It was Buzhardt who inadvertently tipped off Senate Watergate Committee investigators about the existence of the White House tapes. Nixon and Haig, who were aware of the sound-activated taping system in the Oval Office, had given to Buzhardt, who was not aware of it, detailed accounts of Nixon's meetings with Dean, including verbatim quotes. Buzhardt, in turn, conveyed the material to Fred Thompson, then minority counsel to the Watergate Committee. As recounted by Scott Armstrong, the majority staff discovered the transcript and questioned former White House aide Alexander Butterfield about its provenance. The questions led directly to Butterfield's July 16, 1973 disclosure of the taping system to the committee and then the public. Thompson, informed of the disclosure, in turn, warned Buzhardt, who then learned of it, for the first time, in that indirect way. ⎘] Buzhardt would spend hundreds of hours listening to the tapes to determine their contents before the tapes were conveyed to investigators. ⎙]

After Butterfield's revelation of the taping system, Buzhardt was active in resisting efforts by the Watergate Special prosecutor to obtain them. That November, after Nixon agreed to surrender some tapes, it became Buzhardt's task to inform U.S. District Judge John Sirica, who had issued the subpoenas for the tapes, that one of them contained an 18 1/2 minute erased gap. The tape in question contained a conversation between the president and H. R. Haldeman from June 20, 1972, just a few days after the Watergate break-in. ⎖]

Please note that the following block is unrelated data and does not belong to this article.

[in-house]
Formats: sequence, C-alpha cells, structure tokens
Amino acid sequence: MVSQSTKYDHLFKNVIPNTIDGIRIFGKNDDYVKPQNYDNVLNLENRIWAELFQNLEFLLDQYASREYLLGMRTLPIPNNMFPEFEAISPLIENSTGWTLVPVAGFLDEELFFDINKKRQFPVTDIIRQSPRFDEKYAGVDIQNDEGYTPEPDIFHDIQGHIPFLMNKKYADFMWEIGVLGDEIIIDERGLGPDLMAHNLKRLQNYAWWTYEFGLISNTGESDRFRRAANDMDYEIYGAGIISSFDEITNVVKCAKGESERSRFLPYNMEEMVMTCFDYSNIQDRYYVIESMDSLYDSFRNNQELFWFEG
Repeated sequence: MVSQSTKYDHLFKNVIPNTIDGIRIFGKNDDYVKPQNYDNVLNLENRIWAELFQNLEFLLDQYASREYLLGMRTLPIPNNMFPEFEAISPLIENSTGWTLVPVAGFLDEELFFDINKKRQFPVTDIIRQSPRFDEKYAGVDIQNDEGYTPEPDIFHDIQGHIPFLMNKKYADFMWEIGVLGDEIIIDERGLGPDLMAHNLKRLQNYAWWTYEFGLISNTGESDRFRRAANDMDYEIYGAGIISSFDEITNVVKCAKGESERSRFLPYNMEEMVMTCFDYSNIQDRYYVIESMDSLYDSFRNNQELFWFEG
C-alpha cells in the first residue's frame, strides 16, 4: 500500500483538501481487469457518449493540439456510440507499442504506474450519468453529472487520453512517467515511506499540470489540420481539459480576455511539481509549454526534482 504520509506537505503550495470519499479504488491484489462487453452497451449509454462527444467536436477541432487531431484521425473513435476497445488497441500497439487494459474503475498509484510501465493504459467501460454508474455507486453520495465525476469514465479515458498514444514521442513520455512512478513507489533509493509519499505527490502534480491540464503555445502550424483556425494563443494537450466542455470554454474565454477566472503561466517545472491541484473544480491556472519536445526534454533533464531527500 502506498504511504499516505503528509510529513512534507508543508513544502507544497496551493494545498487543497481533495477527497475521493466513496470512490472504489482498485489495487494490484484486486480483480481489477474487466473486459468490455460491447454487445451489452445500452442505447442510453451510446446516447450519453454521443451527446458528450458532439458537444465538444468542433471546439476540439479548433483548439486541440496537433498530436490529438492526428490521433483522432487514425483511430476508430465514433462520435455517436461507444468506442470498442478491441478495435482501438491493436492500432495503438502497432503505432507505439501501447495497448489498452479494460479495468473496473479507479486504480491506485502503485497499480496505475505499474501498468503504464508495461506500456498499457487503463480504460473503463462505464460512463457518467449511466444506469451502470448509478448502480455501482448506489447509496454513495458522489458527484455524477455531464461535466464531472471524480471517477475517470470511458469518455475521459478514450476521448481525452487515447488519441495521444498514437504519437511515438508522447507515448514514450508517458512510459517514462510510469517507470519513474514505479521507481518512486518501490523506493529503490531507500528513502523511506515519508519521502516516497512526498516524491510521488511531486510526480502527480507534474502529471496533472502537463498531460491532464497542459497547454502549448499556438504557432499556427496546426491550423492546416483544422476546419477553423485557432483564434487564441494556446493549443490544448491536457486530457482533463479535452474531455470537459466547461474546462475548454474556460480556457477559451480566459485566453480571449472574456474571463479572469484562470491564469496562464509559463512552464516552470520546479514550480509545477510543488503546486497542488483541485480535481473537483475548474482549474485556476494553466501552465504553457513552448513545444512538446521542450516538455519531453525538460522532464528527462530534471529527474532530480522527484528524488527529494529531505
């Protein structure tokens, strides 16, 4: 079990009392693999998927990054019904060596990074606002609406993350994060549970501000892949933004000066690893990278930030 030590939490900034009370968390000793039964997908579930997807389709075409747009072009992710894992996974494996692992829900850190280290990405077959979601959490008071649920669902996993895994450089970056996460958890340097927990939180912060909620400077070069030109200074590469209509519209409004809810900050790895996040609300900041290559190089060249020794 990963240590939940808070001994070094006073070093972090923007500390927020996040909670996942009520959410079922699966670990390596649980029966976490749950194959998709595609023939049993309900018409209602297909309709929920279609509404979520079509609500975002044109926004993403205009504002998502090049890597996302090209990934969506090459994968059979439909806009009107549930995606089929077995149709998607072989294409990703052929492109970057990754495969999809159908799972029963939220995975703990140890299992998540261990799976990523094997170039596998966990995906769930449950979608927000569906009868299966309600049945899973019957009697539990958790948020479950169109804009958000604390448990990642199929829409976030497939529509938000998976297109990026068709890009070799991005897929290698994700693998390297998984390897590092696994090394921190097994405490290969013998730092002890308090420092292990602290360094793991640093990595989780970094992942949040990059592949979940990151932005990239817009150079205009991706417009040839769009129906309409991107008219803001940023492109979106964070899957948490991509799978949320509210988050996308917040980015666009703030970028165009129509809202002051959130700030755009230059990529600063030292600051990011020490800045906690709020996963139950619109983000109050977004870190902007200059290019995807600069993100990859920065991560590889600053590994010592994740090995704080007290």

Additionally, Buzhardt was involved in the negotiations that led to Vice President Spiro Agnew's resignation after being accused of accepting illegal payments. Judah Best, Agnew's attorney, recalled later that Buzhardt threatened to "personally. strap on his old '.45' and 'take care' of the situation" if anyone leaked the negotiations to the press. The negotiations did not leak, and Agnew resigned on October 10, 1973. ⎚]

What Was the Watergate Scandal About?

What was originally dismissed as a third-rate burglary by the White House Press Secretary grew into the largest political scandal in modern American history—culminating with the only resignation of a President in our nation’s history and the conviction and imprisonment of two dozen members of his administration.